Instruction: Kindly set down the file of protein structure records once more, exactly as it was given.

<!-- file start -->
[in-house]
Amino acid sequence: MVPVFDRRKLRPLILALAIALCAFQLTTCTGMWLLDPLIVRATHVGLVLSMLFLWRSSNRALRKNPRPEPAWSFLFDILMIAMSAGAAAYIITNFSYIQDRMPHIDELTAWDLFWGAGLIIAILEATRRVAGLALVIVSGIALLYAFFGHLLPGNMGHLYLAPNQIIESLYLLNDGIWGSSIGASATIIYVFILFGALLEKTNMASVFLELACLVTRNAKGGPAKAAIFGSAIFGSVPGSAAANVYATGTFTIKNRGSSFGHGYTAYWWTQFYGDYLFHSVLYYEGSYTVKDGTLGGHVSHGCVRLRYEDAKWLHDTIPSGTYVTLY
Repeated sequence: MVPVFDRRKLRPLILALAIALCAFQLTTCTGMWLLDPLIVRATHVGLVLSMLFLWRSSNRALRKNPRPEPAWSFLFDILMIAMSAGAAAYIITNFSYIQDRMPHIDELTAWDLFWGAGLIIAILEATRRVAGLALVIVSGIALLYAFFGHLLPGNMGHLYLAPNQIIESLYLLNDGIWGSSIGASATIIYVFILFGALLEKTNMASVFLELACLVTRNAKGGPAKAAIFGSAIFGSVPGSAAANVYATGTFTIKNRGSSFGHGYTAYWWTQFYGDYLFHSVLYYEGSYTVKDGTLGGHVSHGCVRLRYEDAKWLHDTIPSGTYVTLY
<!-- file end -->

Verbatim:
[in-house]
Amino acid sequence: MVPVFDRRKLRPLILALAIALCAFQLTTCTGMWLLDPLIVRATHVGLVLSMLFLWRSSNRALRKNPRPEPAWSFLFDILMIAMSAGAAAYIITNFSYIQDRMPHIDELTAWDLFWGAGLIIAILEATRRVAGLALVIVSGIALLYAFFGHLLPGNMGHLYLAPNQIIESLYLLNDGIWGSSIGASATIIYVFILFGALLEKTNMASVFLELACLVTRNAKGGPAKAAIFGSAIFGSVPGSAAANVYATGTFTIKNRGSSFGHGYTAYWWTQFYGDYLFHSVLYYEGSYTVKDGTLGGHVSHGCVRLRYEDAKWLHDTIPSGTYVTLY
Repeated sequence: MVPVFDRRKLRPLILALAIALCAFQLTTCTGMWLLDPLIVRATHVGLVLSMLFLWRSSNRALRKNPRPEPAWSFLFDILMIAMSAGAAAYIITNFSYIQDRMPHIDELTAWDLFWGAGLIIAILEATRRVAGLALVIVSGIALLYAFFGHLLPGNMGHLYLAPNQIIESLYLLNDGIWGSSIGASATIIYVFILFGALLEKTNMASVFLELACLVTRNAKGGPAKAAIFGSAIFGSVPGSAAANVYATGTFTIKNRGSSFGHGYTAYWWTQFYGDYLFHSVLYYEGSYTVKDGTLGGHVSHGCVRLRYEDAKWLHDTIPSGTYVTLY